Lack of critical thinking in schools and society a concern - Higgins
President says that Emmanuel Macron’s ‘rhetoric’ won’t be enough to save Europe
Rebuilding social cohesion in Europe will not be achieved by the “rhetorical flourishes” of French president Emmanuel Macron and others but requires fundamental reform to the economic model, President Michael D Higgins has said.
In a speech to mark World Philosophy Day, the President criticised what he called a “deep anti-intellectualism” in the media and a lack of critical thinking in schools and society.
“The challenges of the next decade simply cannot be met with the old orthodoxies. We need mind work,” he said. “Social cohesion is fracturing, fading, as inequalities in wealth, power and income are deepening, and they will not be met - with the greatest respect to president Macron and others - by rhetorical flourishes on the model that is fading, or the paradigm that is insufficient.”
Mr Higgins was speaking at Áras an Uachtaráin at the launch of the Irish Young Philosopher Awards, which has been set up along the lines of the BT Young Scientist Awards as a showcase for original thinking for primary and secondary students.
Warning against an overemphasis in Irish education on STEM (Science, Technology, Engineering and Maths), the President said technical literacy was necessary to prepare young people for the world of work.
“Yet in conditions of change it is surely important to have the capacity to generate the questions, listen to the suggestions as to how we might live together sustainably in an ethical way.”
He continued: “Across the European Union as we read policy suggestions for the future there is evidence of an impatient drive for what will prove to be, I believe, a misguidedly utilitarian approach to education.
“Such short term thinking is increasingly taking hold and thus the initiation of these awards is an important milestone.”
Philosophy was this year introduced as an optional short course under the new Junior Cycle programme, and the organisers of the awards hope the initiative will boost the uptake of the subject in schools.
Mr Higgins said if we wished for responsible citizens in the future “we must ensure that our children learn to think and question from a very young age, rejecting the easy option of going with the flow.”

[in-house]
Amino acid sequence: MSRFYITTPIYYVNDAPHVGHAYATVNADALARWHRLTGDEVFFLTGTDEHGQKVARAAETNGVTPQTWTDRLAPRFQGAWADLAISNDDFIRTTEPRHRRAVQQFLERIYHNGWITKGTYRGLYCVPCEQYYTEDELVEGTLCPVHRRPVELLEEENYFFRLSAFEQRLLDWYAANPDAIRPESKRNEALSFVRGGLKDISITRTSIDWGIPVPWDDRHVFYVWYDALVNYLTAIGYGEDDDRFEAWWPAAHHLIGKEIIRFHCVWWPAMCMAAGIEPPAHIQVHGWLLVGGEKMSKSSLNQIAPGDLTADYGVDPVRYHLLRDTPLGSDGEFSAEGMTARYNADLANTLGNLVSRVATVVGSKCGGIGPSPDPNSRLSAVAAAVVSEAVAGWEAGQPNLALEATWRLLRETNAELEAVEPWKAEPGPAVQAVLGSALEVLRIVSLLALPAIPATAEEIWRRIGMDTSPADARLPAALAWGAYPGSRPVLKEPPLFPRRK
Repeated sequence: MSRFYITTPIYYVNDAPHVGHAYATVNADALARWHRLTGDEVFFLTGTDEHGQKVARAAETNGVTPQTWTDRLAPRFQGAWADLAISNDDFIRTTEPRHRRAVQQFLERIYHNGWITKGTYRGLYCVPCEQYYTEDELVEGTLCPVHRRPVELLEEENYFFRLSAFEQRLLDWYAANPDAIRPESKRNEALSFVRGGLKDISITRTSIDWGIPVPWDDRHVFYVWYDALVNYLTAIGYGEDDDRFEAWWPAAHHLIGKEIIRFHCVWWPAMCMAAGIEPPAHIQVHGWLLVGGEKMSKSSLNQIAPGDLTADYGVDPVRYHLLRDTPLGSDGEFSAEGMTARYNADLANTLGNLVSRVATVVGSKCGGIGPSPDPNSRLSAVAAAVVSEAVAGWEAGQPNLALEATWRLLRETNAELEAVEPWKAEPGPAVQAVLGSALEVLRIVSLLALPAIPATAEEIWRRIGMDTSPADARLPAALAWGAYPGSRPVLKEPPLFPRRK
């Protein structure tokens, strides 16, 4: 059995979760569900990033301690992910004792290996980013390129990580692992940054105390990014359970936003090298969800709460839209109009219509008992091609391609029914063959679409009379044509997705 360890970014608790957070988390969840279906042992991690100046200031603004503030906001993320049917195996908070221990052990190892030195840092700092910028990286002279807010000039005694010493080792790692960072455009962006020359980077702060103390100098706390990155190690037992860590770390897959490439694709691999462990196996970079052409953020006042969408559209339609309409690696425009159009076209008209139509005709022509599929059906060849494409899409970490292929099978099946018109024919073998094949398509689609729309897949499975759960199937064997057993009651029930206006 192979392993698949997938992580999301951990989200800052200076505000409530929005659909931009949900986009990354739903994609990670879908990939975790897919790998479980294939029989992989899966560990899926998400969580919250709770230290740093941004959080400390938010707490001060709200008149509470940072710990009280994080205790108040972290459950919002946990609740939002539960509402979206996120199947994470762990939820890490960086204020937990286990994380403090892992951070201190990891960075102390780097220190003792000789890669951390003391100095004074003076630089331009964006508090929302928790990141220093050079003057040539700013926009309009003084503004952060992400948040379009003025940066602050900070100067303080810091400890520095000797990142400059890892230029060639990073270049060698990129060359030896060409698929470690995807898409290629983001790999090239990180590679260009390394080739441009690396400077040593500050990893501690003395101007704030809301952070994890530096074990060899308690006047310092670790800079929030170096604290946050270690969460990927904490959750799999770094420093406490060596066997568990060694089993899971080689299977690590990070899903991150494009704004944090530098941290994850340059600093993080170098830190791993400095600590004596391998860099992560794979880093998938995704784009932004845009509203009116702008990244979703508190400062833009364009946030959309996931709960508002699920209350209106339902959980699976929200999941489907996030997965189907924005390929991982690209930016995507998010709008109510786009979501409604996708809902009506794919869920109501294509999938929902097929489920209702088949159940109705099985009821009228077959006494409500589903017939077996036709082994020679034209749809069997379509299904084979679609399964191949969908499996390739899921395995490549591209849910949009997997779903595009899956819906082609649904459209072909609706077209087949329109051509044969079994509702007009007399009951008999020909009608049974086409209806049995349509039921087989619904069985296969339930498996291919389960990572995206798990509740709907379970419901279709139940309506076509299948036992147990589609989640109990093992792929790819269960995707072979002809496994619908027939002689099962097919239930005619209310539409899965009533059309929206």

“We need philosophy and we need discussions of what is moral.”
To that end, Mr Higgins recommended the creation of a short guide “on the principles of fair argument”.
The anonymity provided by social media has contributed to “a subculture of polemical abuse, aggression and anger that serves to block access to truth, wisdom or compassion, not to speak of being an obstacle to our achieving justice”.
One of Mr Higgins’ first acts on taking up office was setting up the President of Ireland’s Ethics Initiative. “I did not initiate that project for rhetoric,” he said.
Questioning the assumptions of the neo-liberal position “drew abuse,” he said. And while people were entitled to defend economic ideologies, “they really must be open to allow others to debate in a pluralistic way, and I give it as an example of the polemical abuse that stood as an alternative to scholarship”.
On the challenge in Europe, Mr Higgins said: “Within the European Union, cohesion between the member states has declined. We have allowed ourselves to become divided by a common, one size fits all, inadequate macro-economic policy framework which pits creditor against debtor, and those with trade surpluses against those with deficits. How could that be the language of a union…?”
Other speakers at the event included Susan Andrews, a teacher at Temple Carrig School in Greystones, Co Wicklow, who highlighted the benefits of philosophy in boosting students’ confidence and critical thinking.
Submissions for the first Irish Young Philosopher Awards opens in December, and the winners will be featured at a festival of ideas at UCD next May. https://youngphilosopherawards.ucd.ie/